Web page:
What do you think of book trailers? Do you have a trailer or do you intend to create one for your own book?

I like book trailers. I think they can be a quick and effective way to market. I have a simple trailer for Copper Lilies. I’m not sure about a trailer for Shades and Shadows. Possibly.

What do you consider to be your best accomplishment?

Regarding my writing? I guess that is to be determined. I have really big goals and am far from them at this point.

What’s the best thing about being an author?

I love writing. I love capturing what’s in my head and creating some scene that takes me right there. It’s more than using words and paragraphs to tell a story. I want to pour everything into the pages so whoever is reading feels what I’m writing to the core.

Where do you see yourself in 10 years?

I’ve already found success in writing…but as I said before, I have goals. My goals are specific and I’m one of the hardest working people I know. I know without a doubt my goals will be achieved. I don’t think it will take ten years though;) Regardless, I can honestly say I’d rather have a following of readers who truly understand and get what I’m putting out than a diluted following who might not.

Have you always liked to write?

Yes. I started writing poetry and stories at a very young age.

What writing advice do you have for aspiring authors?

Be you. Write what inspires you. Be happy with what you write and take the time to tune your craft.

Do you read reviews of your book(s)? Do you respond to them, good or bad? How do you deal with the bad?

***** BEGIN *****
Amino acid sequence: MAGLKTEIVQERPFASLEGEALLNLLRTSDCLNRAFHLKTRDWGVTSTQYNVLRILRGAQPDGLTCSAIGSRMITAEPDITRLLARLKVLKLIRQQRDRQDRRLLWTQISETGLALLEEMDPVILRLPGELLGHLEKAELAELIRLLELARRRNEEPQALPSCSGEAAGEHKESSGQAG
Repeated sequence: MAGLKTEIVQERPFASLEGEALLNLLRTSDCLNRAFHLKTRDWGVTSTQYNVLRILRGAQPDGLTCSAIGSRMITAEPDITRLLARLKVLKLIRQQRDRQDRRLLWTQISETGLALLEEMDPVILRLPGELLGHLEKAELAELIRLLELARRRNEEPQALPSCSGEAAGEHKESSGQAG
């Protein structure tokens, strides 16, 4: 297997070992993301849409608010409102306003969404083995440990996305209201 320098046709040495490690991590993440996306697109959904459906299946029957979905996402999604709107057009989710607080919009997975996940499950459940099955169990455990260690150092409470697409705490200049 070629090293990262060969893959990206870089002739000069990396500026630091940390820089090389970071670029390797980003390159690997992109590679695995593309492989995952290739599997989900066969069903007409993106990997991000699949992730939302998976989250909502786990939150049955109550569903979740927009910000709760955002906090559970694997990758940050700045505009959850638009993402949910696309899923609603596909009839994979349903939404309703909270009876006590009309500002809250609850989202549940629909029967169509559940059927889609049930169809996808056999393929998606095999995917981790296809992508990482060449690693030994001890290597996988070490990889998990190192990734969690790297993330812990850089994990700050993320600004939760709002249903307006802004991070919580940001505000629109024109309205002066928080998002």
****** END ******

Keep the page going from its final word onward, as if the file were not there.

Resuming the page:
I do read them. If I’ve taken part in a tour, I will tell the team thank you for reading my work. Typically, authors aren’t supposed to interact with reviewers. The Literary Gods upon High decreed this an age ago, and to do so is forbidden. If someone gives me, or any author for that matter, a poor review with constructive feedback…I’ll take it for what it’s worth. Sometimes I come across reviewers who brag about being mean to authors. They claim their harsh words help to mold and shape the author. Fuck you. Life molds and shapes authors. Not over-caffeinated, nasty people who can’t wait to put their mediocre critique into what they consider a clever and witty review. If I don’t like a book, I move on to the next. There’s literally millions to choose from.

Where did your love of books come from?

I love real books. The weight and smell of them. I love the texture and the way the pages feel. When I come across the perfect read, one where the author pulls me in and invades my brain…it’s bliss.

Do you have any favorite authors or favorite books?

Some of my favorite authors are also my good friends. I have too many to mention.

Of all the characters you have created, which is your favorite and why?

They change frequently. I guess Nora from Copper Lilies. She’s brave, compassionate and fierce. But on the other end of that, I really love what I did with Anderson in Shades and Shadows. That dude is totally twisted. He’s messed up in the head, but I think once the readers learn why they can be like…oh…well okay then.


Where can readers go to discover more about you and your books?

I’m active on facebook and twitter. You can use my website as a landing page.

What is your writing Kryptonite?

Hot weather. I love being outdoors in the summer and usually don’t write during the warmer months.

Do you try more to be original or to deliver to readers what they want?

I will only write what I’m passionate about. I write for me first. If the reader likes it, cool. That’s only a perk.

What other authors are you friends with, and how do they help you become a better writer?

As I mentioned before, Carissa Lynch is a very good friend of mine. I’m also friends with Erin Lee and Chelsi Davis. When I say friends, I mean people I talk to on a regular basis…at least once or twice a week. Don’t get me wrong, there are several other authors I consider friends, but if I had a family crisis or needed to talk shit out, I would actually reach out to Carissa, Erin or Chelsi.



Thank you for taking your time to do this interview ❤️
Thank you!